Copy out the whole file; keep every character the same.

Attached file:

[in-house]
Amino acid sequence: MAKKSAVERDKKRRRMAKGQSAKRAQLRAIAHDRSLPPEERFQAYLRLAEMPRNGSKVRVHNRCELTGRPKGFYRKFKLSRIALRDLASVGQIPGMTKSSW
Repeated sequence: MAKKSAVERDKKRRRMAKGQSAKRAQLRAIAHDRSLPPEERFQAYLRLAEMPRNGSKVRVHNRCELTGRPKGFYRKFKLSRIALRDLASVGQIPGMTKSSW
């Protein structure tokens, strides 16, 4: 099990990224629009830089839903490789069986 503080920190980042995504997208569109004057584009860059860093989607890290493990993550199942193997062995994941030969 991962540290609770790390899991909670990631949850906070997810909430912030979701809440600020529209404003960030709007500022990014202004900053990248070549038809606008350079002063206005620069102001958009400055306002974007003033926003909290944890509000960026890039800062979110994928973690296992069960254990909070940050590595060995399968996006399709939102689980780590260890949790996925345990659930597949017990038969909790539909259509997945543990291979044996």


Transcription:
[in-house]
Amino acid sequence: MAKKSAVERDKKRRRMAKGQSAKRAQLRAIAHDRSLPPEERFQAYLRLAEMPRNGSKVRVHNRCELTGRPKGFYRKFKLSRIALRDLASVGQIPGMTKSSW
Repeated sequence: MAKKSAVERDKKRRRMAKGQSAKRAQLRAIAHDRSLPPEERFQAYLRLAEMPRNGSKVRVHNRCELTGRPKGFYRKFKLSRIALRDLASVGQIPGMTKSSW
């Protein structure tokens, strides 16, 4: 099990990224629009830089839903490789069986 503080920190980042995504997208569109004057584009860059860093989607890290493990993550199942193997062995994941030969 991962540290609770790390899991909670990631949850906070997810909430912030979701809440600020529209404003960030709007500022990014202004900053990248070549038809606008350079002063206005620069102001958009400055306002974007003033926003909290944890509000960026890039800062979110994928973690296992069960254990909070940050590595060995399968996006399709939102689980780590260890949790996925345990659930597949017990038969909790539909259509997945543990291979044996």